Posted 2:22 p.m. Thursday, Feb. 25, 2021
Profs share insight on personal finance topics
Two UW-La Crosse economics professors recently shared their expertise with a pair of personal finance websites.
Lisa Giddings covered the ins and outs of compound interest with MoneyGeek, while Sheida Babakhani Teimouri discussed the details of secured credit cards with WalletHub.
Read an excerpt and find links to the full interviews below.
Lisa Giddings on compound interest
Q: How can compound interest affect you in a negative way (i.e., credit cards)?
A: Compound interest can take a bite out of your finances. Credit cards provide an easy way to borrow money, but the cost reflects that ease. While many credit cards report the annual interest rate, the fine print tells you how often the company calculates that interest. Daily compounding means that the credit card company calculates the interest one incurs daily and adds that to the balance of the card. A $1,000 balance on a credit card that charges 20 percent annually is $200. A $1,000 balance for a company that compounds daily would change one day’s worth of interest: 20% APR / 365 days = 0.05, which is about $54 that would be added to your balance on the first day of the loan (increasing every day after that). Even if compounded only monthly, that’s some quick digging on a soon-to-be deep hole.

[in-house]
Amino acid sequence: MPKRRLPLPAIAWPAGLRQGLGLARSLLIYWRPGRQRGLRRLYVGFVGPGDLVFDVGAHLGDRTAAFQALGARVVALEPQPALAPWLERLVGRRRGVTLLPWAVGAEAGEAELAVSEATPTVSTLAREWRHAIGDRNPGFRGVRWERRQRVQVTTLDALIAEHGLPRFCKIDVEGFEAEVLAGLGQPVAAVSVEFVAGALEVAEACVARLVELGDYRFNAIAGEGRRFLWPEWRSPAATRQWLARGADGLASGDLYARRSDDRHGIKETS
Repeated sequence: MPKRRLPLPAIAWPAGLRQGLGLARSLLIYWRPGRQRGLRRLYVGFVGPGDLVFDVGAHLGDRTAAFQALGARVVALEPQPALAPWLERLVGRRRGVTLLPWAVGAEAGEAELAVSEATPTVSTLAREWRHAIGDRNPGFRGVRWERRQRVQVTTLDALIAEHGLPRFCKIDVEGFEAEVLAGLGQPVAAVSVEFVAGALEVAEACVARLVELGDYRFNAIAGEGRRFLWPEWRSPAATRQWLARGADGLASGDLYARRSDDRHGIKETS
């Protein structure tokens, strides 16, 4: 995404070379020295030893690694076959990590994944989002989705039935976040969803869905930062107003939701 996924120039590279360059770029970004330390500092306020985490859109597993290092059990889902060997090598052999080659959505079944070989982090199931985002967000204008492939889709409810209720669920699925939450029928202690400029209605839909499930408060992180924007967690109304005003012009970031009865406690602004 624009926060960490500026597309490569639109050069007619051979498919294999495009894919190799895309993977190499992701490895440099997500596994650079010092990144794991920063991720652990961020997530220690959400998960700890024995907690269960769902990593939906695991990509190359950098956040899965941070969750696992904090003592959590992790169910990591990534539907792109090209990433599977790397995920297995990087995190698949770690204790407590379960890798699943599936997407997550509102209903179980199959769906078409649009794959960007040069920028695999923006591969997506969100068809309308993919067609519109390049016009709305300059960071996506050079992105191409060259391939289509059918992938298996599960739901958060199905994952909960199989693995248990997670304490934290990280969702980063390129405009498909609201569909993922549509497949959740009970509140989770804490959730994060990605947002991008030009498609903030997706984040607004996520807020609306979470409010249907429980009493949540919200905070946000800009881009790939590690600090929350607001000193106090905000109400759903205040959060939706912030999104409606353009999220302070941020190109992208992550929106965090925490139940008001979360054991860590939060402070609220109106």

Sheida Babakhani Teimouri on secured credit cards
Q: Do banks and credit unions make money off the security deposits from secured credit cards?
A: In a few ways:
- They can invest the security deposits in the money market or purchase CDs with it, which will earn them interest. If the issuer of the credit card ends up paying interest on the security deposit to the secured credit card holder, the interest will be less than the interest the issuer gets by investing the deposit. So, the difference in the two interest rates will be one source of profit for the issuer.
- Some issuers charge a one-time application/processing fee.
- Some issuers charge annual.
Finally, just like an unsecured credit card, the issuer earns money from the transaction fees businesses pay. When you purchase something using your credit card, the company issuing the card charges the business you are purchasing the item from a fee (aka transaction fee).